But foreign investment in export-oriented sectors has helped create jobs that the country would not otherwise have been able to create, he adds. “Would the resident income be what it is today if not for the infusion of foreign investment that has been the hallmark of Singapore over the last 50 years? I don’t think so.”
According to Singapore’s Department of Statistics, the median monthly household income from work among resident employed households has risen to $8,846 in 2016, from $4,952 ten years ago and $4,398 in 2000. The lower tiers of households have seen their incomes rise more. On an annualised, inflation-adjusted basis, those living in four-room HDB flats saw their monthly household income change the most over the past decade, rising 3.6%.
Residents of one- and two-room, and three-room HDB flats saw their incomes rise 2.6% and 3.3%, respectively, over the same period.
The incomes of residents of private apartments and landed properties rose about 2%.
Certainly, there are calls for wages to rise faster, or for a minimum wage to be instituted across the board. Instead, the government has targeted wage hikes in specific sectors: nursing, transport, and security services.
Home ownership a factor?
Irvin Seah, an economist at DBS Group Holdings, says one key difference between Singapore and Hong Kong is that Singapore has among the highest private home ownership levels in the world, as a result of a concerted government policy.
He says this results in a trade-off against personal consumption, which could be lower than in a city where home ownership is lower, such as in Hong Kong.
In an ideal situation, asset appreciation, as well as increases in the costs of living and doing business, would be in line with real income growth. However, as Singapore’s open economy attracts foreigners, incoming fund flows drive up asset prices in a way that increases costs as well as disparities in wealth.
“That’s why the authorities are reluctant to remove (the property ‘cooling measures’ first implemented in 2009) to ensure property is affordable,” Seah says.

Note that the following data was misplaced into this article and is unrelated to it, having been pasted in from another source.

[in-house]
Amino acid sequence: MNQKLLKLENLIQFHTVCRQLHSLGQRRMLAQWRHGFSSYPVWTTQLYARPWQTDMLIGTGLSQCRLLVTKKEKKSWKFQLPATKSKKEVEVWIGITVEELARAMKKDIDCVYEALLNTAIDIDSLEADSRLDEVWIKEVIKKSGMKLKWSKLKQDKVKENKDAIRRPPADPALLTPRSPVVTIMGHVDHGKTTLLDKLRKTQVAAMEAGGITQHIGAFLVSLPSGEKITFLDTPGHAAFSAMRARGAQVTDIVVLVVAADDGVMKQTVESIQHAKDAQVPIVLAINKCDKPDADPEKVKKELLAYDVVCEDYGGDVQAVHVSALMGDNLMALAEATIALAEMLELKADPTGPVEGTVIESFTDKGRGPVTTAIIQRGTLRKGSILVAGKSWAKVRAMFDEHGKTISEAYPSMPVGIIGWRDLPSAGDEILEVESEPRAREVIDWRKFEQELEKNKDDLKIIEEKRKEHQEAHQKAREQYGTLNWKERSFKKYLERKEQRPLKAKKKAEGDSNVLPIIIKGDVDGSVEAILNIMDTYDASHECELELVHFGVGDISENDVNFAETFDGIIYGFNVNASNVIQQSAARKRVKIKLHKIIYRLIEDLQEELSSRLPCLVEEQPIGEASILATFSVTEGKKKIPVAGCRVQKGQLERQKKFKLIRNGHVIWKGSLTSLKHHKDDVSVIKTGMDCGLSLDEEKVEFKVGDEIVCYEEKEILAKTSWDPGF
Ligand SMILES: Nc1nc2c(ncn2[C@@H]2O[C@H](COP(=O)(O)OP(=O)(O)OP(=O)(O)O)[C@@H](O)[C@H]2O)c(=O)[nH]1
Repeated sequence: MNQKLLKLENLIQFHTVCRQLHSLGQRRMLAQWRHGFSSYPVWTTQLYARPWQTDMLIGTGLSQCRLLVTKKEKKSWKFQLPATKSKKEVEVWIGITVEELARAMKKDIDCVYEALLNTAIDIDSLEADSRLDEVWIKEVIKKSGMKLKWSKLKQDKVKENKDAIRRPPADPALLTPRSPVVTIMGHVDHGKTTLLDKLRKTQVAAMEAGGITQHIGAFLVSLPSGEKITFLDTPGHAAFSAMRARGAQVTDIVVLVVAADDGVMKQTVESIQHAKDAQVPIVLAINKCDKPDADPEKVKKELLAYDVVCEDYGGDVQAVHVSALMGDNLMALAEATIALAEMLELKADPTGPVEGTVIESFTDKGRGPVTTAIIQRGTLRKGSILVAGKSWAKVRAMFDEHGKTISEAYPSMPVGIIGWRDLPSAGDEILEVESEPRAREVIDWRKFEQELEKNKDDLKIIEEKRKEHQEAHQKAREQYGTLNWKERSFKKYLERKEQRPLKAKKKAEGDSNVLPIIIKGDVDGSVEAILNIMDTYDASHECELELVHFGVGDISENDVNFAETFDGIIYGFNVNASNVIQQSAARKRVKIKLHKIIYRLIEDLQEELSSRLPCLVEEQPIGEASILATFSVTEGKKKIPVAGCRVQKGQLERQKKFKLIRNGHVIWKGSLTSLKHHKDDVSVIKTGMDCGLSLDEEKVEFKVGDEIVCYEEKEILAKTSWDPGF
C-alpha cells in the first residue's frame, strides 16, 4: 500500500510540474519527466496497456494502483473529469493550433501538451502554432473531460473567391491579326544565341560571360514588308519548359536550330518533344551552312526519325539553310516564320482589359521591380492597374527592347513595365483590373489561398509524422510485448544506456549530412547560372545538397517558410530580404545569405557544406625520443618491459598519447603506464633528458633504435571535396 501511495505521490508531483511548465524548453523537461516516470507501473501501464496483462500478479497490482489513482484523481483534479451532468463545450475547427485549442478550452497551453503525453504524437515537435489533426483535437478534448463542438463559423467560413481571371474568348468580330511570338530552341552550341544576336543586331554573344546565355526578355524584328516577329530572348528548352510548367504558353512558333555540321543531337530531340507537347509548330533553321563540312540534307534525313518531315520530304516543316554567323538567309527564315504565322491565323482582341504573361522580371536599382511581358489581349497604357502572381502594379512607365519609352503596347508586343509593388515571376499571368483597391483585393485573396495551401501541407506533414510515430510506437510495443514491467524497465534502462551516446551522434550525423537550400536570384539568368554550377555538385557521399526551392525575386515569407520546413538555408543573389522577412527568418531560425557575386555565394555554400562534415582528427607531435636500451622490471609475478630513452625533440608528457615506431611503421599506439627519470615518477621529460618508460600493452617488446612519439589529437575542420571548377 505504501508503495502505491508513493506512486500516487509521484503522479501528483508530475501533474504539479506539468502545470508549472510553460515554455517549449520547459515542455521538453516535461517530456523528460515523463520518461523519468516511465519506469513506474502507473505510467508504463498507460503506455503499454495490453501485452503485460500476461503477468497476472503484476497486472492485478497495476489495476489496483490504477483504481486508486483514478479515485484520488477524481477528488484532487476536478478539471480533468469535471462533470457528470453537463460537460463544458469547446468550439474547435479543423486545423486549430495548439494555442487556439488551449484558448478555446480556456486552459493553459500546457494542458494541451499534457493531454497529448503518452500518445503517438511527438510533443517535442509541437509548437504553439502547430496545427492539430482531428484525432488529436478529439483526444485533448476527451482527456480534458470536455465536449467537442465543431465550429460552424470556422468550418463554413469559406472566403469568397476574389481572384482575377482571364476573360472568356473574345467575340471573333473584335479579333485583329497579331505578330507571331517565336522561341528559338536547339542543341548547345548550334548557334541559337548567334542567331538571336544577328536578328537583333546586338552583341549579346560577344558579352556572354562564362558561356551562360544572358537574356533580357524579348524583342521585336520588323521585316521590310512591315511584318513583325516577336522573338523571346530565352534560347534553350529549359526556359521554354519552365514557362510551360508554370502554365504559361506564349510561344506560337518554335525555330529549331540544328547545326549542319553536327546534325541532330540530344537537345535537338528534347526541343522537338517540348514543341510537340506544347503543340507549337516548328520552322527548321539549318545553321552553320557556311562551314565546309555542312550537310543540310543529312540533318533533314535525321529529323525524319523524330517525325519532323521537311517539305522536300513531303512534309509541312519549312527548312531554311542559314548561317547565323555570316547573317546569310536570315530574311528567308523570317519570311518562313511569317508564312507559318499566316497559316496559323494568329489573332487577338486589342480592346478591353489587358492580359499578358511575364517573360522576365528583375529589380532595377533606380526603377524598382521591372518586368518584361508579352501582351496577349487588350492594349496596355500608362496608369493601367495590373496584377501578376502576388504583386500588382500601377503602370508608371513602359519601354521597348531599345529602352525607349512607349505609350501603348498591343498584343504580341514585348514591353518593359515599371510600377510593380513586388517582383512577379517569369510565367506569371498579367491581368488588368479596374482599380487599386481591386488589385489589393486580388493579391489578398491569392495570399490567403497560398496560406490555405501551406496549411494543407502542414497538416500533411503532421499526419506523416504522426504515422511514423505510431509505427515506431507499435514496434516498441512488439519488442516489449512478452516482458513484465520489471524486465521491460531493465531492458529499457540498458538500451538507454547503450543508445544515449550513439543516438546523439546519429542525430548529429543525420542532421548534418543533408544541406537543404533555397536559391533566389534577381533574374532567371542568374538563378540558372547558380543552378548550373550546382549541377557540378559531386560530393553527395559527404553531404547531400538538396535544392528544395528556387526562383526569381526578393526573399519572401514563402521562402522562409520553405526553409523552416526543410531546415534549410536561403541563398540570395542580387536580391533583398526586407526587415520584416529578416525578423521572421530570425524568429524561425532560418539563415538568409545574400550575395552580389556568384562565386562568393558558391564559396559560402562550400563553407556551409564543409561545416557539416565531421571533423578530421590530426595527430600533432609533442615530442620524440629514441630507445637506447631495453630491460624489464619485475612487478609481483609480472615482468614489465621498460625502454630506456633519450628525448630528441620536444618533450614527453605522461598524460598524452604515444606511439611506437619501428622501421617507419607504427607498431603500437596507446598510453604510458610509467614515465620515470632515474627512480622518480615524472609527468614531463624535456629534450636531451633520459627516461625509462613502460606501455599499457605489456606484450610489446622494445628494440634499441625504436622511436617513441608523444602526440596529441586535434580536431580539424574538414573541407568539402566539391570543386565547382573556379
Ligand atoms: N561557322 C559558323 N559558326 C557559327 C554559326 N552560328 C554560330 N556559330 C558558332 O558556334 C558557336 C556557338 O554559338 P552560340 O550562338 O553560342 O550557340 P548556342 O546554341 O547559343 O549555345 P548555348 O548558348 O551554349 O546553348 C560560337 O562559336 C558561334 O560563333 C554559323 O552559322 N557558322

Another significant difference between Singapore and many other cities is the social compact between the government and its citizens, Seah adds.
As Arumugam has experienced, there is significant support for lower-income citizens. Singapore’s Gini coefficient among resident employed households in 2016 fell to 0.402 from 0.458, after taking into account government transfers and taxes.
On a y-o-y basis, the income inequality measure improved 0.7% from 2015. It is lower than a decade ago, even when excluding the state’s rebates.
The way Song sees it, what matters is whether the quality of life in Singapore has improved rather than whether headline economic data is exaggerating the reality on the ground. "We should compare ourselves to ourselves," he says. “Are we poorer off now than before?”
For Arumugam, what seems to matter is that he has more cash in his pocket than he did before and that he owns his own adequately sized home. “People in Hong Kong, people like me, work two jobs. And they live in very small houses,” he says. “Some people value money, some value the quality of life. The quality of life is better here.”
- With additional reporting by Sharanya Pillai
This story first appeared on The Edge Markets